Religions, Reasons and Gods is a wonderful collection of interconnected essays by one of the most erudite contributors to the debate on religious pluralism. While less well known than John Hick, Clayton deserves greater attention for both his general recommendations for future philosophy of religion and religious studies, as well as for his specific, searching insights about the history of philosophical reflection on religion. Clayton, who served as the chair of the Department of Religious Studies at Lancaster University and then for five years as the chair of the Department of Religion at Boston University, died of cancer in 2003. At Boston University, he was also Director of the Graduate Division of Religious and Theological Studies. His death -- like the recent deaths of two other outstanding philosophers who addressed religious pluralism, Philip L. Quinn and Ninian Smart -- is a tragic loss. Anne M. Blackburn and Thomas D. Carroll deserve our gratitude for their assembly and editing of this volume. Many of the essays have been previously published, but many have not, including the text of Clayton's 1992 Stanton Lectures at Cambridge University.
Chapter one, "Claims, Contexts, and Contestability," rightly highlights what may be called the virtues of inquiry, including "the practice of empathy: namely, the imaginative participation of the observer in the spiritual and cognitive world of the religious tradition under scrutiny" (2). Clayton urges us to spend more time with questions like "What would it be for such-and-such claim to be true?" and "What would count as reasons for holding such-and-such claim to be true?" (3). This chapter should be widely anthologized in every philosophy of religion text. Clayton forswears a general theory of rational inquiry, but what he does counsel is that we consider the full philosophical, social, religious, and cultural setting for philosophical exchanges. While he offers several examples of this in the opening chapter, more detailed analysis comes later.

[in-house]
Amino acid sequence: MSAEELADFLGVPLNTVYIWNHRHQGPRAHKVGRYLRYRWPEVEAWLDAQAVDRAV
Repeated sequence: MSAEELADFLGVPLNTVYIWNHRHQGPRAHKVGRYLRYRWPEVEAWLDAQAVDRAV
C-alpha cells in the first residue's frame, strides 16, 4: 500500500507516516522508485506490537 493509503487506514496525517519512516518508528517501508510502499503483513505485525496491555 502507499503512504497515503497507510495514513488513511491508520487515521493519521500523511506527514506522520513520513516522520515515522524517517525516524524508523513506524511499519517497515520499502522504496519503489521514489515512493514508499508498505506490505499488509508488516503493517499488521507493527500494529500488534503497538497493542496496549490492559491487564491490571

Chapter two, "Thomas Jefferson and the Study of Religion," takes on the role of religious belief in American culture, using examples from Hindu and Buddhist historical sources. Jefferson is presented as an at least nominally Anglican intellectual with serious Unitarian learning.
In this chapter and elsewhere, Clayton identifies three different "projects." He calls these the "Enlightenment project" and the "Jefferson project," and I will entitle the third the "Clayton project." He describes the first as follows: